Things You'll Need
Modified/live Parvovirus vaccine
Store vaccines in the refrigerator. Never use a vaccine after its expiration date.
Syringes come in two forms, reusable and disposable. The disposable syringes are cheaper and easy to use. Be sure to employ the proper disposal method when tossing your used syringe. If you do not have a hazardous waste container, simply press the tip of the syringe needle against something hard and bend it over the plastic vial to render it useless.
Canine Parvovirus is a deadly disease that attacks dogs of all ages and types. It can occur in any environment, no matter how clean, and it lives for years in soil so it can be very hard to get rid of. While Parvo, the common name for the disease, can attack dogs of any age, the most common age-group is very young puppies age 6 weeks to 6 months. Puppies rely on the antibodies present in their mother's first milk, known as colostrums, to protect them. However, this immunization is very short-lived and it is important to inoculate them early to get started on long-term prevention. Anyone can give dogs Parvo shots.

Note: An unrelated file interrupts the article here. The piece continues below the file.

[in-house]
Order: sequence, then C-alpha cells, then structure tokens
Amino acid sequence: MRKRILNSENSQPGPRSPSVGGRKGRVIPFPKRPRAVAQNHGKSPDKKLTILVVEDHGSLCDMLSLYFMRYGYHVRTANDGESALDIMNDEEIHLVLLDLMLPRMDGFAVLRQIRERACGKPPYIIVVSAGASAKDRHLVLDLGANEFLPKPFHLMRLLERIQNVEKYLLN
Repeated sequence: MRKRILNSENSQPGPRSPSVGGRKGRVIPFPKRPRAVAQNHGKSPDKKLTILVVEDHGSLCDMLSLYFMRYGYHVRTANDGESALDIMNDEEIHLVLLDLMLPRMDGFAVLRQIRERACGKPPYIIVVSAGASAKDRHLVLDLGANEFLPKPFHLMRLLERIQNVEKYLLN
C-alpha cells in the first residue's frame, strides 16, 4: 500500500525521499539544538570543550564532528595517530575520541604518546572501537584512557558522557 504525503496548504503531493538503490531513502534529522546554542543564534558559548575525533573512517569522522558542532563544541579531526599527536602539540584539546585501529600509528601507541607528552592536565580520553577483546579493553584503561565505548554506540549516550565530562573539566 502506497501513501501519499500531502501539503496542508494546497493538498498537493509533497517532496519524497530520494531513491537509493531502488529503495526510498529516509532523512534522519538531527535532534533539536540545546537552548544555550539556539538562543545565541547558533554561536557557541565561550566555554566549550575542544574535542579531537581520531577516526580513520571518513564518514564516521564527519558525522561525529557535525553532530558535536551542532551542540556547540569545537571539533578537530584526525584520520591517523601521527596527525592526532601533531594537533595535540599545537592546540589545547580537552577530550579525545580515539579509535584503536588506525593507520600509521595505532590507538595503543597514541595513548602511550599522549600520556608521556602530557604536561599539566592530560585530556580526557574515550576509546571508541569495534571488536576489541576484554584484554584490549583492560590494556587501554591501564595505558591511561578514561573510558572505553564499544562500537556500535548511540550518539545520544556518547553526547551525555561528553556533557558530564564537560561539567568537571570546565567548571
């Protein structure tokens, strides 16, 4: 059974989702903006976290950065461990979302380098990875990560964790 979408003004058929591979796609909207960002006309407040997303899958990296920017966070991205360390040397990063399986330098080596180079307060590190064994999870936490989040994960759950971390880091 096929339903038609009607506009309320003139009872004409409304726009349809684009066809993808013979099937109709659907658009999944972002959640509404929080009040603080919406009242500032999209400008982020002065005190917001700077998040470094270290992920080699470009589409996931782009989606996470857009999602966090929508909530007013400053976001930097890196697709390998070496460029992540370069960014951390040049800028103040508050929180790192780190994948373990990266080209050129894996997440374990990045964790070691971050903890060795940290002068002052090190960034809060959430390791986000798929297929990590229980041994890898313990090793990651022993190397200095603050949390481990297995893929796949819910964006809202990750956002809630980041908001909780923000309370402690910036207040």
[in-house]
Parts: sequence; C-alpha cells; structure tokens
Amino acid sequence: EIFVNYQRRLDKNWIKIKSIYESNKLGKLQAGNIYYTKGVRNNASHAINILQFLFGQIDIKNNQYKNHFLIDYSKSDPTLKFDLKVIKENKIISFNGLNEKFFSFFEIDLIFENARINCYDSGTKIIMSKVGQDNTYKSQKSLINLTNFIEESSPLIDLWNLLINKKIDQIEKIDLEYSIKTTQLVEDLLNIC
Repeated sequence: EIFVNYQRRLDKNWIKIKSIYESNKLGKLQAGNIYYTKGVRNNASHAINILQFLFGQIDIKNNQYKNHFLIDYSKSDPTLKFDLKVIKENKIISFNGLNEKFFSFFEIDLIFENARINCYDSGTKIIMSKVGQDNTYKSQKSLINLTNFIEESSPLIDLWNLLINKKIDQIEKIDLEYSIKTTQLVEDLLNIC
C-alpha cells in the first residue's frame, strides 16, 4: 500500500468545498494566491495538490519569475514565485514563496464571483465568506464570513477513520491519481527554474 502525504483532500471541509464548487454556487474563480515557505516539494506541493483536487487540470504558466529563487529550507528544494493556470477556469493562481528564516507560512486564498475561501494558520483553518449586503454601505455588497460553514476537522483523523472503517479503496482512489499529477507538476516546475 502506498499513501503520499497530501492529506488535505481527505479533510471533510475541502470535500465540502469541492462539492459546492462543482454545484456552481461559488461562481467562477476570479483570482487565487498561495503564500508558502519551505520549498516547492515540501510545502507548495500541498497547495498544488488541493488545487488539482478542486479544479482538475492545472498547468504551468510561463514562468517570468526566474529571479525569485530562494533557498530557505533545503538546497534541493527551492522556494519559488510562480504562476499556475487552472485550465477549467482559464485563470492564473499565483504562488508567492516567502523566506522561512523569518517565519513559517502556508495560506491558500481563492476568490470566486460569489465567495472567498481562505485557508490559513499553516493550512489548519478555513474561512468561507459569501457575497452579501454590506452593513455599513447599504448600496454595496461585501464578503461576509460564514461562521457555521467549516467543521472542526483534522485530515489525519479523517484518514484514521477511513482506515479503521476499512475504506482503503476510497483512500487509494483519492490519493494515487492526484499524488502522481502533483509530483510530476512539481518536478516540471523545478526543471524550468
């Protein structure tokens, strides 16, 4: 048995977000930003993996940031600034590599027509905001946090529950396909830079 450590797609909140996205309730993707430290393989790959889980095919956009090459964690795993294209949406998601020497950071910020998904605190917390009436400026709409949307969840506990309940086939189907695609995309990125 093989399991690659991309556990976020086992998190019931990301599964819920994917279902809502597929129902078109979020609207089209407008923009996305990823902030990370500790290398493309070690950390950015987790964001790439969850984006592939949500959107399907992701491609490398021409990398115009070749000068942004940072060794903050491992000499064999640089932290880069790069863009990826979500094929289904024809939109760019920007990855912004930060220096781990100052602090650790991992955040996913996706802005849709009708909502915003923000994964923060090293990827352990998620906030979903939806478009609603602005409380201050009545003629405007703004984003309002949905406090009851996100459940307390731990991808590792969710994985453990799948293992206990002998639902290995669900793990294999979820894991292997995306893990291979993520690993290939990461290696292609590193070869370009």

Begin the Parvo vaccination schedule at 6 weeks of age (5 weeks if you consider your puppy at high risk, such as playing with other puppies not from his litter, going to public places often or experiencing a Parvo outbreak in the last five years). Provide boosters at 15 weeks of age, and then yearly from then on.
Fill syringe with the proper amount of the vaccine for your dog. Parvo is given in 1 ml doses regardless of size or age of dog.
Swab the area between your dog's shoulder blades with a cotton ball soaked in rubbing alcohol.
Have someone hold your puppy, if possible, to prevent wriggling. If no one else is around to give you a hand, place the puppy in your lap with his head under your arm and his tail farthest from you. Pinch the loose skin between the shoulder blades between your thumb and forefinger and insert the needle of the syringe just under the skin. If you are nervous about inserting the needle for the first time, practice on a piece of fruit such as an orange to get the feel of pushing the syringe through.
Parvo vaccines (and most other vaccines) are given subq (subcutaneously), meaning directly under the skin. Once you have the syringe inserted, pull back on the plunger enough to be sure no blood flows backward into the syringe. Depress the plunger of the syringe until all of the contents are deposited. Remove syringe and dispose of properly.